Recent advances in mapping environmental microbial metabolisms through 13C isotopic fingerprints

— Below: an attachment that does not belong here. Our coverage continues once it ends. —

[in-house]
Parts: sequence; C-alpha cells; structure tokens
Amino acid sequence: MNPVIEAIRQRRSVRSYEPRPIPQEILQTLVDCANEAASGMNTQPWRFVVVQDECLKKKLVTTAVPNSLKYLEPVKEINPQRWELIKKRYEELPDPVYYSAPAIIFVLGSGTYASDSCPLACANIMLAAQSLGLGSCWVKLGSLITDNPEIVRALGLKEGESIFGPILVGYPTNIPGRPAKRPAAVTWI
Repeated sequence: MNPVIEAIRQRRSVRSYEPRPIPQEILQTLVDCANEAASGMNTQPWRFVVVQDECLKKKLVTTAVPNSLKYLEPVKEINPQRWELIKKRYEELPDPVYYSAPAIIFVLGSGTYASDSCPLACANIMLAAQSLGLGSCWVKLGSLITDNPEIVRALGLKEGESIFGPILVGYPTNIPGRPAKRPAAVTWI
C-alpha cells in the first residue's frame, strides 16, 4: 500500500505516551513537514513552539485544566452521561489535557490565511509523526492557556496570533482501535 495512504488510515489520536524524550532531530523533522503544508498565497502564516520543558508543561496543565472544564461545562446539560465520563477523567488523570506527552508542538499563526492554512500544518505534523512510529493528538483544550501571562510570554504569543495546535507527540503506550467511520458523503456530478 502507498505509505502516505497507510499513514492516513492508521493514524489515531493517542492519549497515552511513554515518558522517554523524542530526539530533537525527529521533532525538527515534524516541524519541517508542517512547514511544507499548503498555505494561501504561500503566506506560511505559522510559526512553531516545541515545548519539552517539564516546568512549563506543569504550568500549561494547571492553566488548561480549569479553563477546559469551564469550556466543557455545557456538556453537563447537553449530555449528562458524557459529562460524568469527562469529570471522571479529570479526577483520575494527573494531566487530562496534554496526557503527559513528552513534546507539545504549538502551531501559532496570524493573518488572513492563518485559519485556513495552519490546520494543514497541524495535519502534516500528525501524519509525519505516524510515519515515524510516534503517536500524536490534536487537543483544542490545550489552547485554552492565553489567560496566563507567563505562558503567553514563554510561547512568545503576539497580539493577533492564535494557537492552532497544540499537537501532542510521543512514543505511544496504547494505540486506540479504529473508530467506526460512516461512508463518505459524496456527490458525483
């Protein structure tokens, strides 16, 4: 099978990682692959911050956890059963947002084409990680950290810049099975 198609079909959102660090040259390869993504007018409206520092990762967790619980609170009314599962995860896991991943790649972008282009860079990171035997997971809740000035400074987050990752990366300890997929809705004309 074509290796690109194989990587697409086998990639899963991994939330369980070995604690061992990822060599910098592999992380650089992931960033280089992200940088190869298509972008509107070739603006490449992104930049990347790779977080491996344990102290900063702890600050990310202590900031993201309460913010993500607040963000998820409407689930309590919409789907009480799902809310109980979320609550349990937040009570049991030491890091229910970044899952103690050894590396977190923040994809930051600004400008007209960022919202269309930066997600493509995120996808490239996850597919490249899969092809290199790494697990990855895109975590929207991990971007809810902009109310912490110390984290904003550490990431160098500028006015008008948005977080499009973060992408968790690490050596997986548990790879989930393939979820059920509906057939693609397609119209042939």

After feeding microbes with a defined 13C substrate, unique isotopic patterns (isotopic fingerprints) can be formed in their metabolic products. Such labelling information not only can provide novel insights into functional pathways but also can determine absolute carbon fluxes through the metabolic network via metabolic modelling approaches. This technique has been used for finding pathways that may have been mis-annotated in the past, elucidating new enzyme functions, and investigating cell metabolisms in microbial communities. In this review paper, we summarize the applications of 13C approaches to analyse novel cell metabolisms for the past 3 years. The isotopic fingerprints (defined as unique isotopomers useful for pathway identifications) have revealed the operations of the Entner–Doudoroff pathway, the reverse tricarboxylic acid cycle, new enzymes for biosynthesis of central metabolites, diverse respiration routes in phototrophic metabolism, co-metabolism of carbon nutrients and novel CO2 fixation pathways. This review also discusses new isotopic methods to map carbon fluxes in global metabolisms, as well as potential factors influencing the metabolic flux quantification (e.g. metabolite channelling, the isotopic purity of 13C substrates and the isotopic effect). Although 13C labelling is not applicable to all biological systems (e.g. microbial communities), recent studies have shown that this method has a significant value in functional characterization of poorly understood micro-organisms, including species relevant for biotechnology and human health.